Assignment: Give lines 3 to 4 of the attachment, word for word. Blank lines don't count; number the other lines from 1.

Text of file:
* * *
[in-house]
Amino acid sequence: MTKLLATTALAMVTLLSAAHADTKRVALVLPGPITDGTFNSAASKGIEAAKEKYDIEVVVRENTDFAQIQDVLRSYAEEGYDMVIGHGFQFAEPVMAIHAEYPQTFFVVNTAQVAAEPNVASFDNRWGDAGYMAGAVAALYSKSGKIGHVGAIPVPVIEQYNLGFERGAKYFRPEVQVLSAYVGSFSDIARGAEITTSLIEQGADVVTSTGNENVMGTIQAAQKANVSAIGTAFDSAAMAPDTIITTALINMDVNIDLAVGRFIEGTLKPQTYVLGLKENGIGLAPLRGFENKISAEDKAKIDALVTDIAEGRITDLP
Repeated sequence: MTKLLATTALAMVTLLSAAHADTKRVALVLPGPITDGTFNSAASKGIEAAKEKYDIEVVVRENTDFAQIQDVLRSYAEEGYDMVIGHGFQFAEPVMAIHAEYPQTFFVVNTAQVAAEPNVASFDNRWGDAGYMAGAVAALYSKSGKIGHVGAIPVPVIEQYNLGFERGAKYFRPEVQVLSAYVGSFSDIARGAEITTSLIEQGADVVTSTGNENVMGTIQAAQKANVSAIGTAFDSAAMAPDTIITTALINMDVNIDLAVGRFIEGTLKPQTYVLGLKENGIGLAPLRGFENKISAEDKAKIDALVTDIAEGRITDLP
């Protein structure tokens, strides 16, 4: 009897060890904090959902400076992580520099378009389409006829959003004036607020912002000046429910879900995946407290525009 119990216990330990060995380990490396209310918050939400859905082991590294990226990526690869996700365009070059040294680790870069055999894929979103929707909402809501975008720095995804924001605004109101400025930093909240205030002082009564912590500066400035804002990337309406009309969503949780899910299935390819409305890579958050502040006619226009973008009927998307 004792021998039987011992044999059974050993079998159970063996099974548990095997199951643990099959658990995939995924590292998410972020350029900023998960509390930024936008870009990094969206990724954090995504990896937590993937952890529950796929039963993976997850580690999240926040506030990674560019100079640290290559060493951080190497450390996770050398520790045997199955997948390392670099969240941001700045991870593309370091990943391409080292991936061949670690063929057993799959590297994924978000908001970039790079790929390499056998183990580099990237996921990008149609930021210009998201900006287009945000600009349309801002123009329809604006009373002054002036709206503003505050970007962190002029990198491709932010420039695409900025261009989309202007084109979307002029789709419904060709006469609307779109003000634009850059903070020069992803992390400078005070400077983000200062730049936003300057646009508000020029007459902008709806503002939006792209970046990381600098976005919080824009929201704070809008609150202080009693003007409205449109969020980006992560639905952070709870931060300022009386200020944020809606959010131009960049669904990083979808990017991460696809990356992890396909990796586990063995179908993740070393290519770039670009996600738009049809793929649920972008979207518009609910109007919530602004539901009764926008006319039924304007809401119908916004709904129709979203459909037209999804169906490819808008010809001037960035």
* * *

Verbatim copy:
Repeated sequence: MTKLLATTALAMVTLLSAAHADTKRVALVLPGPITDGTFNSAASKGIEAAKEKYDIEVVVRENTDFAQIQDVLRSYAEEGYDMVIGHGFQFAEPVMAIHAEYPQTFFVVNTAQVAAEPNVASFDNRWGDAGYMAGAVAALYSKSGKIGHVGAIPVPVIEQYNLGFERGAKYFRPEVQVLSAYVGSFSDIARGAEITTSLIEQGADVVTSTGNENVMGTIQAAQKANVSAIGTAFDSAAMAPDTIITTALINMDVNIDLAVGRFIEGTLKPQTYVLGLKENGIGLAPLRGFENKISAEDKAKIDALVTDIAEGRITDLP
């Protein structure tokens, strides 16, 4: 009897060890904090959902400076992580520099378009389409006829959003004036607020912002000046429910879900995946407290525009 119990216990330990060995380990490396209310918050939400859905082991590294990226990526690869996700365009070059040294680790870069055999894929979103929707909402809501975008720095995804924001605004109101400025930093909240205030002082009564912590500066400035804002990337309406009309969503949780899910299935390819409305890579958050502040006619226009973008009927998307 004792021998039987011992044999059974050993079998159970063996099974548990095997199951643990099959658990995939995924590292998410972020350029900023998960509390930024936008870009990094969206990724954090995504990896937590993937952890529950796929039963993976997850580690999240926040506030990674560019100079640290290559060493951080190497450390996770050398520790045997199955997948390392670099969240941001700045991870593309370091990943391409080292991936061949670690063929057993799959590297994924978000908001970039790079790929390499056998183990580099990237996921990008149609930021210009998201900006287009945000600009349309801002123009329809604006009373002054002036709206503003505050970007962190002029990198491709932010420039695409900025261009989309202007084109979307002029789709419904060709006469609307779109003000634009850059903070020069992803992390400078005070400077983000200062730049936003300057646009508000020029007459902008709806503002939006792209970046990381600098976005919080824009929201704070809008609150202080009693003007409205449109969020980006992560639905952070709870931060300022009386200020944020809606959010131009960049669904990083979808990017991460696809990356992890396909990796586990063995179908993740070393290519770039670009996600738009049809793929649920972008979207518009609910109007919530602004539901009764926008006319039924304007809401119908916004709904129709979203459909037209999804169906490819808008010809001037960035």